Fibroids are common and can affect your fertility.
It is estimated that about 40% of all women have uterine fibroids. Having a fibroid does not necessarily mean you will have a hard time getting pregnant but sometimes they may be the cause of infertility.
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What are uterine fibroids?
Uterine fibroids are benign (non-cancerous) uterine tumors. They occur when cells in the muscle wall of the uterus grow to form a tumor mass. The medical term for uterine fibroids is leiomyomas. Fibroids can grow quite large and will often change the shape or size of the uterus and possibly the cervix. Fibroids can also often attach to nearby organs (usually the bladder or the bowel) but are rarely found outside the pelvic region.
There are three main types of fibroids:
How Common are Fibroids?
While 40% of all women have fibroids, they are found in 1 of every 5 woman of reproductive age. Fibroids are more common in women of African-American descent (50-80%).
What Causes the Presence of Fibroids?
Fibroids tend to run in families and thus if your mother, sister, or grandmother had them it is likely that you may develop them. Medical research also has shown evidence that occurrence of fibroids is related to hormonal and environmental factors (American Society for Reproductive Medicine).
What are the symptoms of fibroids?
Common symptoms of fibroids are:
Fibroids affects fertility various ways
The size and location of the fibroid is what can affect fertility. Approximately 5-10% of women who are diagnosed with infertility have fibroids. Fibroids in women can create the following fertility challenging situations:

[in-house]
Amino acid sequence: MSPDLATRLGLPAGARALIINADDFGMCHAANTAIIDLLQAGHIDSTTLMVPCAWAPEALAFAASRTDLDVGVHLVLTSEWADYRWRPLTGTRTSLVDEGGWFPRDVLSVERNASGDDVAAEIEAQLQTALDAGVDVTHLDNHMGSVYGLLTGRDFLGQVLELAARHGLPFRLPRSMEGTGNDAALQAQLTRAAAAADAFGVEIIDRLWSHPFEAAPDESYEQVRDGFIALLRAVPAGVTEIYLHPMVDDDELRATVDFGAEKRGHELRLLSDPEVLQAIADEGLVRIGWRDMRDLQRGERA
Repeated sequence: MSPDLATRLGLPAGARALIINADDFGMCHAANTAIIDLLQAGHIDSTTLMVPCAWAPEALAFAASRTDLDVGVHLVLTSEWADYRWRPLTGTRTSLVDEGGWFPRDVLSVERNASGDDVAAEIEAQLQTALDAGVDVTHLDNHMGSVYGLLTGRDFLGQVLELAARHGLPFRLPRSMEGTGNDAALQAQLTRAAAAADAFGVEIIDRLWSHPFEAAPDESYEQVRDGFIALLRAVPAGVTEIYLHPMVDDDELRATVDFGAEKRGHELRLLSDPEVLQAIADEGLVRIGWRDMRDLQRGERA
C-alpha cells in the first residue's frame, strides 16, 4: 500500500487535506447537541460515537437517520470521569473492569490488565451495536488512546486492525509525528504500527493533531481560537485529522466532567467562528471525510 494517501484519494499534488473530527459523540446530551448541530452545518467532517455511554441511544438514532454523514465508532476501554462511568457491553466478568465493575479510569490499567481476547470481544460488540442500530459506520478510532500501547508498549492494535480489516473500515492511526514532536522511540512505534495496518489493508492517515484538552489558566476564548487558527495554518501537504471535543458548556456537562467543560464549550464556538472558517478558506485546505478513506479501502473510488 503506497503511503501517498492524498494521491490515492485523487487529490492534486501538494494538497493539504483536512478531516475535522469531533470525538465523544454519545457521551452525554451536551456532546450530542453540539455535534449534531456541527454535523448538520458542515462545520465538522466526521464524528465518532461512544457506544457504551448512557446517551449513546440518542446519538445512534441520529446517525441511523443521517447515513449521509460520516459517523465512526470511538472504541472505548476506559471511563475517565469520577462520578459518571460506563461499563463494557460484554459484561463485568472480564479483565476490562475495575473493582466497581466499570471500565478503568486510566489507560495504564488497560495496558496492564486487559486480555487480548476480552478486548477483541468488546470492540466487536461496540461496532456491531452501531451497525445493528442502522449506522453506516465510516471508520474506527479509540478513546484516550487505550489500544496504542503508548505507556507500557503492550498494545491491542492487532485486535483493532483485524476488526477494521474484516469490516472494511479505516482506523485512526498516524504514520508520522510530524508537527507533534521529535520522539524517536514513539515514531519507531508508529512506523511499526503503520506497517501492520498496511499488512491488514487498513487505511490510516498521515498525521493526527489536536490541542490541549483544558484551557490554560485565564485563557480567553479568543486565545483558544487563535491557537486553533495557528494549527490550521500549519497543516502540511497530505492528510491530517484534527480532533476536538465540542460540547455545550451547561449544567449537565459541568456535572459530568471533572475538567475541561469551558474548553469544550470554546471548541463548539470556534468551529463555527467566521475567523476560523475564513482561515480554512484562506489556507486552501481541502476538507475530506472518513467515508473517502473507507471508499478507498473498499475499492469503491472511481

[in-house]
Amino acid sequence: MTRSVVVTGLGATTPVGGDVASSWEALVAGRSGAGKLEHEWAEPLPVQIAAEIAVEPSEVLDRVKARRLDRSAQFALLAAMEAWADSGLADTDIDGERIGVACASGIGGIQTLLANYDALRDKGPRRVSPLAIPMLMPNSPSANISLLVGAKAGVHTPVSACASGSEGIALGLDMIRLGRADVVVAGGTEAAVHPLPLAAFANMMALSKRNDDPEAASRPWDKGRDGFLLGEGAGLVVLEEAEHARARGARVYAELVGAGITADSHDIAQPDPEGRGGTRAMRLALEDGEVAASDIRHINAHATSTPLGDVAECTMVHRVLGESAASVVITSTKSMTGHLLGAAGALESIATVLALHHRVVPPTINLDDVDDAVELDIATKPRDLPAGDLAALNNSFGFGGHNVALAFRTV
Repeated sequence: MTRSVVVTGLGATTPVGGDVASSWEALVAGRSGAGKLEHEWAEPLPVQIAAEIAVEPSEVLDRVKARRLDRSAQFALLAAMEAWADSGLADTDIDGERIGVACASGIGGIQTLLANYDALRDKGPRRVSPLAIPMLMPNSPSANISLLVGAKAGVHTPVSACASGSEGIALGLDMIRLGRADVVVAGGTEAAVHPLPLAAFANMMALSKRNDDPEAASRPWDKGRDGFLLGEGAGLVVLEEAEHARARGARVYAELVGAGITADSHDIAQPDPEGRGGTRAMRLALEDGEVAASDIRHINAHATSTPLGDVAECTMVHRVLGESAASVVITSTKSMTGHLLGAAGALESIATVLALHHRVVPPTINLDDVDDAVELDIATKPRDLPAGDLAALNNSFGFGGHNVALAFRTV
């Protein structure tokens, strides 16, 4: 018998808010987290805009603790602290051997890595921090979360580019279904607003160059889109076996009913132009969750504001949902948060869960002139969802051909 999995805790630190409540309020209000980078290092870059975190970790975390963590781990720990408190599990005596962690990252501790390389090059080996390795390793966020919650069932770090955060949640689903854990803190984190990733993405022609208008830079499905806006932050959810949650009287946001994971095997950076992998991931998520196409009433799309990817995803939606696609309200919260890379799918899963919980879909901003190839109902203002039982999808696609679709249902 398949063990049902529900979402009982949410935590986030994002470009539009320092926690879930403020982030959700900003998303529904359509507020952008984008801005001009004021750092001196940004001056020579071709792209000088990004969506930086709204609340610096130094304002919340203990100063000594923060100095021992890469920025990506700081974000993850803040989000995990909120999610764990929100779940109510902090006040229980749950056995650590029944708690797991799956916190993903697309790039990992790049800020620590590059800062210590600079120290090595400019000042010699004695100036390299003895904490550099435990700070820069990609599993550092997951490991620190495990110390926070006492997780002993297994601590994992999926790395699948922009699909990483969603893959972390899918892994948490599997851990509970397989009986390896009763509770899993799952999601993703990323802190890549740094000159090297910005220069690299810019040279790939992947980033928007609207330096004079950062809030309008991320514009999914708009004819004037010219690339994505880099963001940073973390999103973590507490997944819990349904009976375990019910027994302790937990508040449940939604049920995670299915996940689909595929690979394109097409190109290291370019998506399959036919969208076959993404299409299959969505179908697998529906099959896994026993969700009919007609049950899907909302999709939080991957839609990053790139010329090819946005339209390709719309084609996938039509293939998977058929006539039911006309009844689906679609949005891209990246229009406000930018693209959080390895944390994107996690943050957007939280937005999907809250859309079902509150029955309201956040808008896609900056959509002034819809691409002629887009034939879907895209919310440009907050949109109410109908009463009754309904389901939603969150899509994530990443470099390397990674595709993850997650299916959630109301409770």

In What Ways Do Fibroids Affect Pregnancy?
Fibroids have also been known to cause complications during pregnancy as they can grow during pregnancy. Fibroids can outgrow their blood supply and cause a great deal of pain. They can also affect the position of the baby while in the womb. However, surgical removal of a fibroid during pregnancy is rare. If you have had a fibroid removed before pregnancy, a cesarean section is often then performed.
Fibroids are treated by different interventions
Treatment for fibroids is determined on a case-by-case basis because each woman’s condition is unique to her body. Treatment options include:
1. Surgical removal
Surgery is a viable option when distortion to the uterine cavity is caused by a fibroid. Additionally, if a fibroid is more than 2 inches in diameter and is located within the walls of the uterine cavity, removal may be beneficial. There are three types of surgeries: abdominal myomectomy, laparoscopic myomectomy, and hysteroscopic myomectomy.
2. Uterine artery embolization
This procedure obstructs blood flow to the fibroids, which then causes them to shrink. While the procedure is quite successful in reducing size and pain from the fibroid, its safety for women who are trying to conceive has not been established.
Medication intake as a fibroid treatment option is not recommended for women who are trying to conceive. This is because drugs are not effective in promoting fertility and the fibroids on the other hand also often grow back to their initial size after their use. Medications use does decrease uterine size and symptoms. Some of the used medications for fibroid treatment include: GnRH agonists (Leuprolide acetate or Lupron, nafarelin acetate or Synarel, goserelin acetate or Zoladex), progestational agents, and RU486 (mifepristone).
4. Experimental techniques
There are new therapies for treatment of fibroids that are still in experimental stages but the safety of these procedures in women who are trying to conceive has not been established. One procedure is laparoscopic myolysis in which a needle is used to apply an electrical current directly to the fibroid. The current disrupts the flow of blood to the fibroid, causing it to shrink over time. Cooled cryoprobes that destroy the fibroids is another experimental procedure. The use of magnetic resonance imaging (MRI) to target high intensity ultrasound waves has had some success as a way to destroy fibroids.
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